Is Rahm Emanuel the right choice for Chicago?

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CHICAGO - In the end a decision by the Illinois Supreme Court to keep Rahm Emanuel on or off the mayoral ballot for this city's Feb. 22 election, will be a "political decision," say longtime independent activists.

In a whirlwind of events here this week, the state's Supreme Court granted a reprieve to Emanuel's attorneys Tuesday, to keep his name on the mayoral ballot for now.

Meanwhile the seven-member state Supreme Court will decide whether his name should stay there permanently. A decision could come fairly quickly, which will be the final word, experts note.

On Monday, the Appellate Court issued a stunning ruling booting Emanuel off the ballot.

However the state's high court chose to intervene in a case that has challenged Emanuel's residency requirement. Emanuel decided to run for mayor after leaving the Obama administration in October where he served as the president's chief of staff.

He was immediately challenged on whether he met the one-year city residency requirement to run for mayor and he eventually won at both the Chicago Board of Election Commissioners' office and at the Cook County Circuit Court.

Then Emanuel suffered a major setback with the Appellate Court's ruling earlier this week, which stated he did not meet the requirement.

"It was always going to end up in the Supreme Court," said Don Rose, an independent political consultant and longtime Chicago activist. "There's a case on either side," he said. "It was two political judges that voted against him," in the Appellate Court, "but they don't define the law."

Rose notes there are seven different justices on the state's Supreme Court and "their decision will be political too." He added, "It's going to be a political decision made by political judges and ultimately the politics will define this."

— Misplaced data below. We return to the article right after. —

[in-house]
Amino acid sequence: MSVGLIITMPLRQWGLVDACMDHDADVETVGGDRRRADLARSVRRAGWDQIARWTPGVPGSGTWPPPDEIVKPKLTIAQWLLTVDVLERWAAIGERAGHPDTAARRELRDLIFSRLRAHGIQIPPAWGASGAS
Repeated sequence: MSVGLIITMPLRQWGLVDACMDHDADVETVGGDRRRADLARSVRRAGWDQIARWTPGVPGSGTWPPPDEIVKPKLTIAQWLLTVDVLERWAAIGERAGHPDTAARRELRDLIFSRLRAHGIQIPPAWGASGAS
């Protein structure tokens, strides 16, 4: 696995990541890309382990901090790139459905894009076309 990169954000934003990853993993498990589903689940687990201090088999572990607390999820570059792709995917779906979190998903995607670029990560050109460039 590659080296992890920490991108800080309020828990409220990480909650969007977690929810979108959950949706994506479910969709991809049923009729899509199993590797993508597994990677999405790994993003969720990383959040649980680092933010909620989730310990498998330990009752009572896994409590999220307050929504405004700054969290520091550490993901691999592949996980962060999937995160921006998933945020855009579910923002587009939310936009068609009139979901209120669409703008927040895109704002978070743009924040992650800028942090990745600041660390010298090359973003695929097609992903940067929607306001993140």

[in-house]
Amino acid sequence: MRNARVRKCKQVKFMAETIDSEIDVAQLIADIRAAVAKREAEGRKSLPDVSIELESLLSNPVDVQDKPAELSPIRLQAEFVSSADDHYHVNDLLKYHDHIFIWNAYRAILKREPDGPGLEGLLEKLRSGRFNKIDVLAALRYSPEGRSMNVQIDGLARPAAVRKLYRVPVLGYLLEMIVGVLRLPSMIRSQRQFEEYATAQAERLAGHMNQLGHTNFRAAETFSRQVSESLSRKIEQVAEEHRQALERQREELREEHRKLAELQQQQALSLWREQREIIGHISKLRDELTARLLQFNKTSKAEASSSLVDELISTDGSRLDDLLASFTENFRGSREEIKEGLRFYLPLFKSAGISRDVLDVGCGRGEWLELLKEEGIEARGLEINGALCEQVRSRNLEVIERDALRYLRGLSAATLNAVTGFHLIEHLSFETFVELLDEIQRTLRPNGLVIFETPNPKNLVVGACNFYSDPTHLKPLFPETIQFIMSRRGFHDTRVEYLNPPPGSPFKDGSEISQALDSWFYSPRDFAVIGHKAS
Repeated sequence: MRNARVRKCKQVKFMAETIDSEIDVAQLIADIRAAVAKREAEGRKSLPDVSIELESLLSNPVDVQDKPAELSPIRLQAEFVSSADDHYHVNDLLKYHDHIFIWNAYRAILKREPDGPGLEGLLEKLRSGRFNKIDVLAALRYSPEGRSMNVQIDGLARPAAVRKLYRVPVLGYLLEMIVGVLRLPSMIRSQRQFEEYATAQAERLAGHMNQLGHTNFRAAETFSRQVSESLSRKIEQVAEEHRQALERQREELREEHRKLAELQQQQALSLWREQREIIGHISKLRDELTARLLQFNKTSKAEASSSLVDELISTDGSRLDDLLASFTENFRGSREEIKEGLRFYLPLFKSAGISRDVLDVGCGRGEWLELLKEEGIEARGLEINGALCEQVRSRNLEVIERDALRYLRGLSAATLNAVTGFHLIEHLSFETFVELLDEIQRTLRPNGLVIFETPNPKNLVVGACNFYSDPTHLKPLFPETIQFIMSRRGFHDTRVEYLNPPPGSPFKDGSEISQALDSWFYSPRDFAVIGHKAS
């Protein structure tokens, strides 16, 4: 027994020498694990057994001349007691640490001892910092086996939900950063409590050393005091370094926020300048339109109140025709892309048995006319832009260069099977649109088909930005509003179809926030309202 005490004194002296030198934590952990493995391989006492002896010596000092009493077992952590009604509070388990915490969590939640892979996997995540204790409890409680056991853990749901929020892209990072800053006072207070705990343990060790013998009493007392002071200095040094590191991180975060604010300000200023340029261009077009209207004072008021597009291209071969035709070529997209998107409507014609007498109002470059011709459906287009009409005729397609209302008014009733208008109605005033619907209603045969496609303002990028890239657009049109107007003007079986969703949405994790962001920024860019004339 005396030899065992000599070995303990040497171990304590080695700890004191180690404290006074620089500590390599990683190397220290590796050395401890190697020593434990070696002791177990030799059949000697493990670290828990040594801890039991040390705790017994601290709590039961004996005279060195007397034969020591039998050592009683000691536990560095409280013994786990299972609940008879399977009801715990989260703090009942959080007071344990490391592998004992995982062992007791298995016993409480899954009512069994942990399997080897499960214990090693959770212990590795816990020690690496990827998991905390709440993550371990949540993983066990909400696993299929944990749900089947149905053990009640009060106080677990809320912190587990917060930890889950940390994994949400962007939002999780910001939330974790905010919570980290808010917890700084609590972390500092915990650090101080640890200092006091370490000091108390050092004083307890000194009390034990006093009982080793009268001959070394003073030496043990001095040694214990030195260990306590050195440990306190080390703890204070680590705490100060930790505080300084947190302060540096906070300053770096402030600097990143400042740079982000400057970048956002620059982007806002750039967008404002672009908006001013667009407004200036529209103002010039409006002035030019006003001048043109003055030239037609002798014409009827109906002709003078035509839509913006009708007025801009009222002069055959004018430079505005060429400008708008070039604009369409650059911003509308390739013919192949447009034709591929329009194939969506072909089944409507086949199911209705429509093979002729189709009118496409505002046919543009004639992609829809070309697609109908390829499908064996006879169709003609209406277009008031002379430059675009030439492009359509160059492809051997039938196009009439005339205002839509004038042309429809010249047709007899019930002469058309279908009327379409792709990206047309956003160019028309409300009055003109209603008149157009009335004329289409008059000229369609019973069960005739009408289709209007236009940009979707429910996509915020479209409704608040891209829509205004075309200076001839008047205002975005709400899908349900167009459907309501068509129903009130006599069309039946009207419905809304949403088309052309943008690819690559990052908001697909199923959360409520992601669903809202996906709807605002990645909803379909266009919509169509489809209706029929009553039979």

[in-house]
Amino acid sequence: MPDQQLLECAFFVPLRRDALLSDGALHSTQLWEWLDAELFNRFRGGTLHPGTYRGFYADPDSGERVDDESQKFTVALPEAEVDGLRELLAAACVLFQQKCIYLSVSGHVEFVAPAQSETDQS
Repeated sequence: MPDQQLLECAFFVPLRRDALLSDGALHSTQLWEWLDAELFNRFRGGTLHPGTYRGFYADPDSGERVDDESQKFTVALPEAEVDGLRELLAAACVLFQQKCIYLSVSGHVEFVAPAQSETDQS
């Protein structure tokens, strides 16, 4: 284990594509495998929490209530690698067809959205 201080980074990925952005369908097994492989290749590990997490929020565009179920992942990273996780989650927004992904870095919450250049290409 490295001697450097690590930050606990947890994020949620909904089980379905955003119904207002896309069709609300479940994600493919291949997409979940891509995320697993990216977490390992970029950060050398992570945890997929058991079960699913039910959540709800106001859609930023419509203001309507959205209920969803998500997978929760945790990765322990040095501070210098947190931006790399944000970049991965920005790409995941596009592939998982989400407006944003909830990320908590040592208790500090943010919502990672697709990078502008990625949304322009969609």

One of the high court justices' is Anne Burke, wife of Chicago Alderman Edward Burke who belongs to one of the most powerfully connected machine families in the state. Mr. Burke chaired the committee that "slated" the two judges who voted against Emanuel being on the ballot in the Appellate Court. Mr. Burke has openly supported one of Emanuel's leading opponents, Gery Chico, for mayor and Anne Burke is refusing to recuse herself from the Emanuel case on the high court.

Many say this is all just an intriguing refresher course for how the game of politics is played in the Windy City and in Illinois where judges are elected.

If Emanuel wins his case he will likely become Chicago's next mayor. He would replace Richard M. Daley, who recently announced his retirement after becoming the longest serving mayor here since 1989.

Emanuel's lawyers say he should be exempted from the residency challenge because he was living in Washington in service to the country. Emanuel is leading in the polls by double digits and in campaign fund-raising. He would become Chicago's first Jewish mayor. Emanuel says becoming mayor should be up to the voters and they deserve the right to decide.

Rose notes whether or not Emanuel ends up on the ballot, it's not a question of democracy or fairness. "Should he be on the ballot," asked Rose. "Unequivocally, yes," he said. "Is he the right man for Chicago, well I have very serious doubts about that. Defending his right to be on the ballot has nothing to do with my opinion about his politics," said Rose.

But others think it's not very democratic that Emanuel has 100 times more money than the other community-based candidates. The Supreme Court justices are ultimately making a choice about what section of the Democratic machine is going to end up on top, independent activists claim. They note the irony of a residency ordeal that has actually helped Emanuel's campaign gain momentum, making him appear as a sympathetic figure.

"What's decided in the courts won't really be a game changer because Emanuel has enough money to argue his case and keep his name on the ballot," said Rudy Lozano Jr., an educator and community organizer (and this author's brother).

Lozano came within some 400 votes of an upset victory in a 2010 Illinois Democratic primary for state representative against incumbent Daniel Burke, Edward Burke's brother.

"From the start Emanuel's campaign has been one based on bullying, intimidation and abuse of financial resources," said Lozano. "We need to elect a new kind of mayor that truly represents the working people and minority communities of Chicago." Emanuel on the other hand has major contributions from some of the wealthiest sectors of society, which do not adequately represent Chicago's diverse and majority residents, he said.

 Photo: Rahm Emanuel smiles during a Jan. 4th news conference  in Chicago. (AP Photo/M. Spencer Green)